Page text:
Your nervous system, our body's electrical wiring, is a wild and wonderful network of nerves that act in different key functions to keep your body moving, responding, sensing, and more. Every second, thousands of messages are zipping around us as we go about our daily business. These nerve signals gather information from every part of our body and orchestrate the right reactions to create the wonderful concerto that is our body and its functions.
Functionally, the nervous system has two main subdivisions: the somatic, or voluntary, component; and the autonomic, or involuntary, component.
The autonomic (involuntary) nervous system regulates certain body processes, such as blood pressure and the rate of breathing – that work without conscious effort. The somatic (voluntary) system consists of nerves that connect the brain and spinal cord with muscles and sensory receptors in the skin – associated with our bodies moments via skeletal muscles.
For then sake of this blog, we're keen to hone in on our autonomic, or involuntary, nervous system.
The Autonomic Nervous System
The autonomic nervous system regulates a variety of our body's processes which take place without conscious effort, such as heartbeat, blood flow, breathing, and digestion.
It is further divided into the sympathetic (fight or flight) and parasympathetic (rest and digest) systems.
The two sides of your Autonomic Nervous System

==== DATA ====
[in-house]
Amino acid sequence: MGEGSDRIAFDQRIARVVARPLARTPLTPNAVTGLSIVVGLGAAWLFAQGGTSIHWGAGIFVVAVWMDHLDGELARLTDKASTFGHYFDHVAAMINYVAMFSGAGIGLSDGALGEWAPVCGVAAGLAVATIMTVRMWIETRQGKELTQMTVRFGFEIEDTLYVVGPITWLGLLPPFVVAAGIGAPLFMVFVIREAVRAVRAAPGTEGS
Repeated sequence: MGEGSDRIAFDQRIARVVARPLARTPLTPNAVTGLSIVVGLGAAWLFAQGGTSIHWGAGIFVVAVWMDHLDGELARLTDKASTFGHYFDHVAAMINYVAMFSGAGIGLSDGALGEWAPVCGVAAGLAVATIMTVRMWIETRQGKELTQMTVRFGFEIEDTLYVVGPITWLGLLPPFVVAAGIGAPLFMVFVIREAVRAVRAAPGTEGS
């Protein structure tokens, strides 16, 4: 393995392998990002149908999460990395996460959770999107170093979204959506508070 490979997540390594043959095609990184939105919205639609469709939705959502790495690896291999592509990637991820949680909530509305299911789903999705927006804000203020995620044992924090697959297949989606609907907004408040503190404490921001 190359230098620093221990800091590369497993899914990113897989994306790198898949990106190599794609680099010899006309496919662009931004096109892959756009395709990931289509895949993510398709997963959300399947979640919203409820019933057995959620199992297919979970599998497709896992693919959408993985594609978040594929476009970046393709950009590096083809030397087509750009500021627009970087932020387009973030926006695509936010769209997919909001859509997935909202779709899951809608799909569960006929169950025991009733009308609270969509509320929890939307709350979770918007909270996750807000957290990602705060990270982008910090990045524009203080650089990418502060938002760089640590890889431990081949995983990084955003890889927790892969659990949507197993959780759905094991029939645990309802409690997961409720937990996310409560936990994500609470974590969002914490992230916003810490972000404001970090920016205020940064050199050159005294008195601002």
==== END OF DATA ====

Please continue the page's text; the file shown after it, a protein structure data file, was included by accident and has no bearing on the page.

Autonomic (Involuntary) Nervous System
Sympathetic (Fight or Flight)
|Parasympathetic (Rest and Digest)|
Sympathetic (Fight or Flight)
The sympathetic side of the system is the one that produces the fright, fight and flight reaction that was so important in keeping humans alive when they were faced with life threatening situations, or ferocious animals. Basically, when we find ourselves in a life threatening situation, we get a flood of hormones that make us ready for anything! Our heart rate rises, our blood pressure goes up, our muscles are alert and our senses are heightened. In other words our body is primed to fight, or run, for our life.
Fear is not the only thing that stimulates the sympathetic nervous system – any form of stress on the body will have the same effect.
"Anxiety, bereavement, lack of sleep, relationship worries, money trouble, any form of illness, over training and pressure at work are just a few of the things that will increase activity in the sympathetic nervous system."
Sadly, few of us live lives free of stress, so for many of us, our sympathetic nervous system is highly active.
Parasympathetic (Rest and Digest)
Hint: we need more of this one
The parasympathetic nervous system is the other side of the coin. When the parasympathetic system is stimulated, muscles become less tense while the heart rate and blood pressure lower. The parasympathetic system cancels out the sympathetic system and has a calming effect on the body.
The modern world and the sympathetic takeover
In today’s times, the sympathetic nervous system is working harder because we, as a society, are increasingly more stressed and fatigued. This state of upset in the system can lead to poor eating habits, poor sleep, and decreased concentration.
Ideally, these two systems balance each other so that for every fight and flight moment there is a calming, settling time afterwards and the body comes back into equilibrium. Unfortunately, modern life with its stresses and pressure has a tendency to cause a lot more ‘fight and flight' responses with fewer moments of calm to allow us to find balance.
"This results in a gradual dominance of the sympathetic, putting us at risk of health issues like raised blood pressure, raised heart rate, increased muscle tension, digestive problems, headaches and poor sleep patterns."